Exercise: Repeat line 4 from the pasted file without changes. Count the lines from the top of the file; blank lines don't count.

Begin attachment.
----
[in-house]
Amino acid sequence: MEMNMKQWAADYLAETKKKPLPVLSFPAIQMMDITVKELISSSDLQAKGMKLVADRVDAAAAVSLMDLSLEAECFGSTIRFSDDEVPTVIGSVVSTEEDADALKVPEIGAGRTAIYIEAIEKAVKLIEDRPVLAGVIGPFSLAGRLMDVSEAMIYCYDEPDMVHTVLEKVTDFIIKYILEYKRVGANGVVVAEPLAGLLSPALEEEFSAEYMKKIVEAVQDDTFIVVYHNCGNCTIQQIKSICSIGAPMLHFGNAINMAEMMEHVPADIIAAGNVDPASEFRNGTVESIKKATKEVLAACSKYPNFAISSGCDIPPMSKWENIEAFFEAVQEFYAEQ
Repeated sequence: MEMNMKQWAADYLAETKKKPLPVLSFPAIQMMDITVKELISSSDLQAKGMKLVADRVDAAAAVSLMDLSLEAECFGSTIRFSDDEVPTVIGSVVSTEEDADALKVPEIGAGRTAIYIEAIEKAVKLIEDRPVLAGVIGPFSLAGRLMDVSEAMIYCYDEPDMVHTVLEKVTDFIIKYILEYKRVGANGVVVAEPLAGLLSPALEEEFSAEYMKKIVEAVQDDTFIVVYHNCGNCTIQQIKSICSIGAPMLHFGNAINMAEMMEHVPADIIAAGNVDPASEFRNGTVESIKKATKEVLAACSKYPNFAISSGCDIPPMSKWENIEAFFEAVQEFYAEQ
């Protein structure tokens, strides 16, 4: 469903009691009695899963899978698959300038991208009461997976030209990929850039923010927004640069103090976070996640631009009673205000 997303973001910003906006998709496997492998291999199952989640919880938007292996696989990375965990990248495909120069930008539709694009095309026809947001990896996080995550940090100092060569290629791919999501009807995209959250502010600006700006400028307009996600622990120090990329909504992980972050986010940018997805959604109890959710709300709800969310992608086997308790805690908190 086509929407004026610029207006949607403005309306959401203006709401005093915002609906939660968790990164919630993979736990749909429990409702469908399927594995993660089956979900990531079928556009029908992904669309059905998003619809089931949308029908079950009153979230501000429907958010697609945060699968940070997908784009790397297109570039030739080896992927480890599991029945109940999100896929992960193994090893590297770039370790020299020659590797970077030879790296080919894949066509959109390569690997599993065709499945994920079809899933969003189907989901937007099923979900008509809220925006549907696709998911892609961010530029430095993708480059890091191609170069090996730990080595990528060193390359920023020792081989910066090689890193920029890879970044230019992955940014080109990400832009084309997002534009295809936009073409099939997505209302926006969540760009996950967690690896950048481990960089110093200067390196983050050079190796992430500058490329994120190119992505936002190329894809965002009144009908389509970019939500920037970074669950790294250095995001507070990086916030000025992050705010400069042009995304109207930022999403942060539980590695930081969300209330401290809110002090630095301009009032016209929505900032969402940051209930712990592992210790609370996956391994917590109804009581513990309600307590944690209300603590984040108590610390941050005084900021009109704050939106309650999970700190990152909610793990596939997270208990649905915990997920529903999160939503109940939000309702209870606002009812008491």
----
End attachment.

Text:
């Protein structure tokens, strides 16, 4: 469903009691009695899963899978698959300038991208009461997976030209990929850039923010927004640069103090976070996640631009009673205000 997303973001910003906006998709496997492998291999199952989640919880938007292996696989990375965990990248495909120069930008539709694009095309026809947001990896996080995550940090100092060569290629791919999501009807995209959250502010600006700006400028307009996600622990120090990329909504992980972050986010940018997805959604109890959710709300709800969310992608086997308790805690908190 086509929407004026610029207006949607403005309306959401203006709401005093915002609906939660968790990164919630993979736990749909429990409702469908399927594995993660089956979900990531079928556009029908992904669309059905998003619809089931949308029908079950009153979230501000429907958010697609945060699968940070997908784009790397297109570039030739080896992927480890599991029945109940999100896929992960193994090893590297770039370790020299020659590797970077030879790296080919894949066509959109390569690997599993065709499945994920079809899933969003189907989901937007099923979900008509809220925006549907696709998911892609961010530029430095993708480059890091191609170069090996730990080595990528060193390359920023020792081989910066090689890193920029890879970044230019992955940014080109990400832009084309997002534009295809936009073409099939997505209302926006969540760009996950967690690896950048481990960089110093200067390196983050050079190796992430500058490329994120190119992505936002190329894809965002009144009908389509970019939500920037970074669950790294250095995001507070990086916030000025992050705010400069042009995304109207930022999403942060539980590695930081969300209330401290809110002090630095301009009032016209929505900032969402940051209930712990592992210790609370996956391994917590109804009581513990309600307590944690209300603590984040108590610390941050005084900021009109704050939106309650999970700190990152909610793990596939997270208990649905915990997920529903999160939503109940939000309702209870606002009812008491």